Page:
Indexed on: 07 Jul '18Published on: 07 Jul '18Published in: Journal of gerontological social work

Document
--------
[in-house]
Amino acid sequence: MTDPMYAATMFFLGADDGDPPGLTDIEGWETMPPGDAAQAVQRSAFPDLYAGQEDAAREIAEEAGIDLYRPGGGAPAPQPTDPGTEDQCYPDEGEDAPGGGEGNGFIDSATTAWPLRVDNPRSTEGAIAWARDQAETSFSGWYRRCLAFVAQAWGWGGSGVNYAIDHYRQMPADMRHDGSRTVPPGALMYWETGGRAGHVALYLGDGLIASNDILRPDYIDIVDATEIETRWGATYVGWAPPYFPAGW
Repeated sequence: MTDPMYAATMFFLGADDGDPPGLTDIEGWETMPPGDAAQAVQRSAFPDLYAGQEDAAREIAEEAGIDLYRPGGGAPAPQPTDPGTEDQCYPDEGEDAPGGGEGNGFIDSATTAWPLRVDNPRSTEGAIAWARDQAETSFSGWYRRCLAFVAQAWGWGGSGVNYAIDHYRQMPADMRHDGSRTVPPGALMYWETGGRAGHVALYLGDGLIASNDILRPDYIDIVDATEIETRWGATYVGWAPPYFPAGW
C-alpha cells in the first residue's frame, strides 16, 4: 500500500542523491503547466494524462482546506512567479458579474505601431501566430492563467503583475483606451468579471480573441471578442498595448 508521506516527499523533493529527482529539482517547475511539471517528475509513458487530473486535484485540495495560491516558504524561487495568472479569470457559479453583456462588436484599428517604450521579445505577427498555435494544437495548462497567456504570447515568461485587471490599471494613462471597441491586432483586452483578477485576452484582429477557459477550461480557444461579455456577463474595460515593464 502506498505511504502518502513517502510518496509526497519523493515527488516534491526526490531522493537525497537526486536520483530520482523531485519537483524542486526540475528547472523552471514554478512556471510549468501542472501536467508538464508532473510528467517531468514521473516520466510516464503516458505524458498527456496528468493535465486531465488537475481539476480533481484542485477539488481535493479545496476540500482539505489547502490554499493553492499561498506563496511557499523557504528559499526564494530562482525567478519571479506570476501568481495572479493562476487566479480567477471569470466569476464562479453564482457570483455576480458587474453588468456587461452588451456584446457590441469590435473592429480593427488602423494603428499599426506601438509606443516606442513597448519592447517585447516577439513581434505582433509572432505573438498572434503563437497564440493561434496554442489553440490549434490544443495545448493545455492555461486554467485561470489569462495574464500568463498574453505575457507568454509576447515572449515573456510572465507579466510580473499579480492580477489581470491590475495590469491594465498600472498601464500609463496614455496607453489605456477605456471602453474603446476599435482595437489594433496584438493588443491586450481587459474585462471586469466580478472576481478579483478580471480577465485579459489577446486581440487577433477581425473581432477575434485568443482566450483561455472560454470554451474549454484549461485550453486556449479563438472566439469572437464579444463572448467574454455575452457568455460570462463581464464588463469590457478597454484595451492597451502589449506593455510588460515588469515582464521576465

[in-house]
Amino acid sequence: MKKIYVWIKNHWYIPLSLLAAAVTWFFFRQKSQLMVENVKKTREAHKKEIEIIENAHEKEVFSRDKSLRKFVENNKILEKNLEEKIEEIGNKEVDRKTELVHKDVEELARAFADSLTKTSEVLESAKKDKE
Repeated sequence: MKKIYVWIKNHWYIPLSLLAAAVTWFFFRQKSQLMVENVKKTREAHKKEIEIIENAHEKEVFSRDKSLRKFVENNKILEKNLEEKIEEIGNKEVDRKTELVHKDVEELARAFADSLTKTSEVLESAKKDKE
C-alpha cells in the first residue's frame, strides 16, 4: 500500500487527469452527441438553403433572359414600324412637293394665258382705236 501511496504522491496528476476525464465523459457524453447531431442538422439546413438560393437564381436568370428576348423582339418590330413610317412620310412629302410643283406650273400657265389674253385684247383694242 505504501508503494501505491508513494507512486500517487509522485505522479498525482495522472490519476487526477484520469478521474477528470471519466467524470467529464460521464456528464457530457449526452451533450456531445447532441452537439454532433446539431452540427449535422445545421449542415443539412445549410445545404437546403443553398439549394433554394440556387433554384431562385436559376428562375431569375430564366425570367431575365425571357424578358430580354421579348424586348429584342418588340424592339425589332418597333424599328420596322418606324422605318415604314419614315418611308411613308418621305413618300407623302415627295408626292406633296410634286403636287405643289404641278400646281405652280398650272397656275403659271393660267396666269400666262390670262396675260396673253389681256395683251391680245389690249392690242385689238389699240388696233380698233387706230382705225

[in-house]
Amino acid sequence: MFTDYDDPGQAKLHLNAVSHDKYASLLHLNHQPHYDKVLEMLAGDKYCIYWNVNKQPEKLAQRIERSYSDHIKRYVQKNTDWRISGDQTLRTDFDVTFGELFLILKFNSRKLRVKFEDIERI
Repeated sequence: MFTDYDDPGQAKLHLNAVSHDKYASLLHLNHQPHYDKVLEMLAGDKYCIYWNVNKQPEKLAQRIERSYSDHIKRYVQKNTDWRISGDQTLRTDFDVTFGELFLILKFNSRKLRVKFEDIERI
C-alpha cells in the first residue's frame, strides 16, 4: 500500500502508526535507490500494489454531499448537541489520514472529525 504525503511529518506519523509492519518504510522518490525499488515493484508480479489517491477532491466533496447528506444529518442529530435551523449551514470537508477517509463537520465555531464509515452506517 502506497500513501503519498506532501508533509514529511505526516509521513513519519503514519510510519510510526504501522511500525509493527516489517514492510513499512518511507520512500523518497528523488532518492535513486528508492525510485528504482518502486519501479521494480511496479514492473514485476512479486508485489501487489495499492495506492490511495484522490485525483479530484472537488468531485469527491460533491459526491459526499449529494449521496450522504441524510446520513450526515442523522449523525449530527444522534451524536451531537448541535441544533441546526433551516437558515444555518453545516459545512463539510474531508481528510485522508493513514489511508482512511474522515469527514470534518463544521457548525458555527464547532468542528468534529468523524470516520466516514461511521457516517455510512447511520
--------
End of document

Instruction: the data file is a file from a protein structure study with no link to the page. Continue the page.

This study investigated to what extent income status and race/ethnicity in old age interplayed with disaster preparedness. Data came from the 2010 Health and Retirement Study, a nationally representative panel survey of older Americans over 51 years old. Our sample was restricted to respondents who participated in a special survey about disaster preparedness (N=1,711). Disaster preparedness was measured as a score, which includes 13 variables. Race/ethnicity was categorized by White, Black, and Hispanic. Low income was defined as below 300% of the federal poverty line. OLS regression was used to examine the main and interaction effects of race/ethnicity and lower income status on disaster preparedness scores. We found that older adults in lower income status had lower preparedness level than those in higher income (Coef. =-0.318, p<.01). Hispanics tend to be less prepared compared to White and Blacks (Coef. =-0.608, p<.001). Preparedness of Black elders was not significantly different from that of Whites. However, interestingly, Black elders in lower income status were significantly less prepared for disaster than other groups (Coef. =- 0.622, p<.05). This study identified vulnerable subgroups of older adults for disaster preparedness and suggests that preparedness programs should target minority and low income elders.